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Caller ID: Do you really know who's calling?

Company debuts technology that will make it possible to send false information about an incoming call.

Your Caller ID feature may no longer be telling the truth.

This week, a company is launching technology that will make it possible for someone to choose what appears on phones that have Caller ID, the feature for displaying identifying information about an incoming call.

It could be a different phone number, or even a few words, said Jason Jepson, founder of Star38, which has developed the commercial Caller ID spoofing service.

Sales of Star38 will be limited to licensed private investigators and collection agencies, Jepson said. The service will cost $20 a month plus airtime charges.

The technique for replacing the usual bits of identifying information, such as phone number and name, that accompany inbound calls was discovered a few years ago by hackers. Privacy advocates fear that in the wrong hands, commercial services have the potential to be abused. For instance, telemarketers could use technologies similar to Star38's to trick people into answering a call that looks like a familiar phone number.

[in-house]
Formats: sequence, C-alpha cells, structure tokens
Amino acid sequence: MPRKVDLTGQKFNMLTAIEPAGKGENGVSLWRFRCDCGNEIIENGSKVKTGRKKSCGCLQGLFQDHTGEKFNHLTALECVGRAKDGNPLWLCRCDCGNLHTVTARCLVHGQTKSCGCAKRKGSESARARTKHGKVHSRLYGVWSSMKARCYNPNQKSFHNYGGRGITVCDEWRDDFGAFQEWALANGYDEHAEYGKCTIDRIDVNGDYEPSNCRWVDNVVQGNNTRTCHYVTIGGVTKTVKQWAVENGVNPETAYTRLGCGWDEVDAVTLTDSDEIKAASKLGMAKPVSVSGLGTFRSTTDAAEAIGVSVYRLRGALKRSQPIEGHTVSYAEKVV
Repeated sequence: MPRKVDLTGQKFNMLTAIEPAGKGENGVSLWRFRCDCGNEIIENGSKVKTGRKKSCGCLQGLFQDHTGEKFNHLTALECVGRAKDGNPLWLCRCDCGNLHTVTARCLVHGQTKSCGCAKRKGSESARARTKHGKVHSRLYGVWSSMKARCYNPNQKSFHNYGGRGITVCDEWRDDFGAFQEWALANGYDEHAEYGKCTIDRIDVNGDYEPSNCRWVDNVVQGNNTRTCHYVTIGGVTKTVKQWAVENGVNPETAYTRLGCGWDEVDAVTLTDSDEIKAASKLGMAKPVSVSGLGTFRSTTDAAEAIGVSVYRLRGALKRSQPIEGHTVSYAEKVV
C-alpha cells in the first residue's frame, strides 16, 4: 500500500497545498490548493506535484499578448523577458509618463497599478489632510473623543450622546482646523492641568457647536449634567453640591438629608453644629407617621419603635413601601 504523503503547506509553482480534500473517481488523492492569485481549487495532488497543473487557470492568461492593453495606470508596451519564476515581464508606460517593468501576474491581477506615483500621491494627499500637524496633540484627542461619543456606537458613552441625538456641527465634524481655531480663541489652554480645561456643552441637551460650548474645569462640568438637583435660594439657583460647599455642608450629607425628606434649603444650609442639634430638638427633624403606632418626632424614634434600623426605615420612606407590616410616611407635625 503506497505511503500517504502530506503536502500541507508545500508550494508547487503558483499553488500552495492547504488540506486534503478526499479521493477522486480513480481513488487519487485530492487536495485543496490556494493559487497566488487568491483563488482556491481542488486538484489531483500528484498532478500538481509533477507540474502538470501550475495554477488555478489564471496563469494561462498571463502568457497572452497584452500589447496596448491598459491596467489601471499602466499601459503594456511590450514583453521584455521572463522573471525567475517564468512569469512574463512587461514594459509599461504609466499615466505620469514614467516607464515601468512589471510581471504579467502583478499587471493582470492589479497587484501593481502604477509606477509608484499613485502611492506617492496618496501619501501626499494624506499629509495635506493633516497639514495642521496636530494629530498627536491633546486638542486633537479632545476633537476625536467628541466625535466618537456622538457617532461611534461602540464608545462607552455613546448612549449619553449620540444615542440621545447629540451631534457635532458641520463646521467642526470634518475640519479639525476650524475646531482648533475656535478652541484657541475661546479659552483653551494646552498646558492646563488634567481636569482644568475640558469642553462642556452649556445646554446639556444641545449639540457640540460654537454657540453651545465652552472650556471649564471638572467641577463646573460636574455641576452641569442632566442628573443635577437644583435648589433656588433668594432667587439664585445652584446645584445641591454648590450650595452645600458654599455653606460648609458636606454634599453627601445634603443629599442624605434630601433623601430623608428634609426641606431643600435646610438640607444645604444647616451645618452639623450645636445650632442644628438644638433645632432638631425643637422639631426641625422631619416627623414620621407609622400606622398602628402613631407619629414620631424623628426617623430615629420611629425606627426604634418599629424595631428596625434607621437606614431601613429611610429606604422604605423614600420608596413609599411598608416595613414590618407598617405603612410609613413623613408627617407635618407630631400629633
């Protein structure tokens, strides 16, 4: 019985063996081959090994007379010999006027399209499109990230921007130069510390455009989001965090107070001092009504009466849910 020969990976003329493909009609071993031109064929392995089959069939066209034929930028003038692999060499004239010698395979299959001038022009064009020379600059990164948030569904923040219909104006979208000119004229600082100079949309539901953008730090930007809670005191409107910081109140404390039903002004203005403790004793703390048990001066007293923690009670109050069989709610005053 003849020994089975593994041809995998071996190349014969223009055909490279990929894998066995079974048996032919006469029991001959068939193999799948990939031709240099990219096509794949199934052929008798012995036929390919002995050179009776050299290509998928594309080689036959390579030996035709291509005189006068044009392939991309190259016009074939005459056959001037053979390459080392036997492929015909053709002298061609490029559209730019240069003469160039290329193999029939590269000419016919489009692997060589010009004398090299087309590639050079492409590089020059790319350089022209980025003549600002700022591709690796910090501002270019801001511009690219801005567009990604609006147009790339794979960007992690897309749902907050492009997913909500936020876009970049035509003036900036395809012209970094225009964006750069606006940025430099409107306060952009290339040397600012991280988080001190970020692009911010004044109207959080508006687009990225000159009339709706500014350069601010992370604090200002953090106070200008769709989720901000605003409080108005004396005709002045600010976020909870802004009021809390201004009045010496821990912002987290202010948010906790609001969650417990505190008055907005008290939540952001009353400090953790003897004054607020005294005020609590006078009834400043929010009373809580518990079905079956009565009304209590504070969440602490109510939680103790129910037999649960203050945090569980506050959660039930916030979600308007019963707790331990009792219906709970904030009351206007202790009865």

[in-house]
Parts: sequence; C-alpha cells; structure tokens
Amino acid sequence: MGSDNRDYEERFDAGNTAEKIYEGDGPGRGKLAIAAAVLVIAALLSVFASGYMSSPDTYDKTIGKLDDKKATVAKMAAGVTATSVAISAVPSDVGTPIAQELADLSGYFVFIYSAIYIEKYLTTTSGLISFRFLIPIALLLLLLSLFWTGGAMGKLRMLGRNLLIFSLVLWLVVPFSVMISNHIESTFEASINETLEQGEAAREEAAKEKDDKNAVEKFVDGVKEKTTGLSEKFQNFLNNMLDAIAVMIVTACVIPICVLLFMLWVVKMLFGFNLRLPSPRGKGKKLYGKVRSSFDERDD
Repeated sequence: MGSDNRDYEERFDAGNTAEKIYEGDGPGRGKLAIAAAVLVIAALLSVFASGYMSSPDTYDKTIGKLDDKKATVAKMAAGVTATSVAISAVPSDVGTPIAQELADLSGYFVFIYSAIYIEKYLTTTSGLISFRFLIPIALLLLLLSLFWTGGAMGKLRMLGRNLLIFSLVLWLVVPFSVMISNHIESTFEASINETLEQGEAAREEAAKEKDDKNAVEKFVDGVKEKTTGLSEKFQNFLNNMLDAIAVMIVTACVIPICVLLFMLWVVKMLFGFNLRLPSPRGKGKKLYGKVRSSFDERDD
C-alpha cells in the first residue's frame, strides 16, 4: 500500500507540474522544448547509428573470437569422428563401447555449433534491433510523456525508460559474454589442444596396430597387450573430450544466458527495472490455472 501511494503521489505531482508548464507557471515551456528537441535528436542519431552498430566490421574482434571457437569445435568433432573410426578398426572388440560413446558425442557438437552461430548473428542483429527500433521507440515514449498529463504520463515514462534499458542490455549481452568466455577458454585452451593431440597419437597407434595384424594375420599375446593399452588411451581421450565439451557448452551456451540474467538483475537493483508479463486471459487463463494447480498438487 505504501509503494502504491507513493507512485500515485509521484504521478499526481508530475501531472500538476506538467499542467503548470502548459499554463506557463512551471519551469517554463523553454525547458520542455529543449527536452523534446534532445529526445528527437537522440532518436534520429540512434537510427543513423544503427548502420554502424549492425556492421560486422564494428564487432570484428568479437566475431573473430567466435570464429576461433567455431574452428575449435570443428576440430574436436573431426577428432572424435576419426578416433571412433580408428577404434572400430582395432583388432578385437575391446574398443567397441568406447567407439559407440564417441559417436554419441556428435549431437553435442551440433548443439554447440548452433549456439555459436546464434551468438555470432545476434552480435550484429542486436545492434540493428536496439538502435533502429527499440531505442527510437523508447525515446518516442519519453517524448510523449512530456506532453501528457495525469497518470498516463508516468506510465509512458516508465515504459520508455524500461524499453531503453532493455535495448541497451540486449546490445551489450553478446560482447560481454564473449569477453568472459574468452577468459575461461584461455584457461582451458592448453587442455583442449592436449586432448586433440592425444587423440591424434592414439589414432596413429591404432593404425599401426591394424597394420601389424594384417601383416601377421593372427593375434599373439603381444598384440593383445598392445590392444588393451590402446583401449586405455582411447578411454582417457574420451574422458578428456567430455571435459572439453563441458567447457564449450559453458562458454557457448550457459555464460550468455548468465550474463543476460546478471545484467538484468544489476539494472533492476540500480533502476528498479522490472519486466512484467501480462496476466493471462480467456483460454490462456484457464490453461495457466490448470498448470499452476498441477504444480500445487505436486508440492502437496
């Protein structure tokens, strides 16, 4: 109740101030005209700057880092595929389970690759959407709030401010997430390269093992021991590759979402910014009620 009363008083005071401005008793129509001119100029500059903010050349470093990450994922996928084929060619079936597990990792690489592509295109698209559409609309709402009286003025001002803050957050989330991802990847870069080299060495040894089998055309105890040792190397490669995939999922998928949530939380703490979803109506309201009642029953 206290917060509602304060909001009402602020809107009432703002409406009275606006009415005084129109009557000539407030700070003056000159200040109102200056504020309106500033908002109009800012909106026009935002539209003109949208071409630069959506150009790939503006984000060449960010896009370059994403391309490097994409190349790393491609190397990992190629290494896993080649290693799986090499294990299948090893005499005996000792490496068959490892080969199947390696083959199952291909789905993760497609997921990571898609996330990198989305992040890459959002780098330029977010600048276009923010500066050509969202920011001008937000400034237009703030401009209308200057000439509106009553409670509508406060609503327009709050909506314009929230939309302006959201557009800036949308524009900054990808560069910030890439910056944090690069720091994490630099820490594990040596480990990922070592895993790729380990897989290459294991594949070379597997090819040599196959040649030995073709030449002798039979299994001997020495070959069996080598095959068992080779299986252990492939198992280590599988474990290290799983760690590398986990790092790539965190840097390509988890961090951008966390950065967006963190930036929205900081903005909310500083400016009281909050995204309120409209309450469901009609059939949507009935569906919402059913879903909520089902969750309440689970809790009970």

Star38 aims to overcome the stigma created by earlier pranksters and thieves.

"Unfortunately, what's happened is some hackers have got to it first and gave it a bad name," Jepson said. "If they step back and see the forest through the trees, they'd realize what they are doing is hard and illegal. What we are doing is neither."

The company plans to explore other markets as well. For example, Jepson said he's begun talks with Musicphone, a San Francisco-based service that lets people send songs, along with personalized messages, to any kind of phone--cellular or standard.

Musicphone wants to use Star38's software to send even more information about certain artists, he said. A Musicphone representative could not immediately be reached for comment.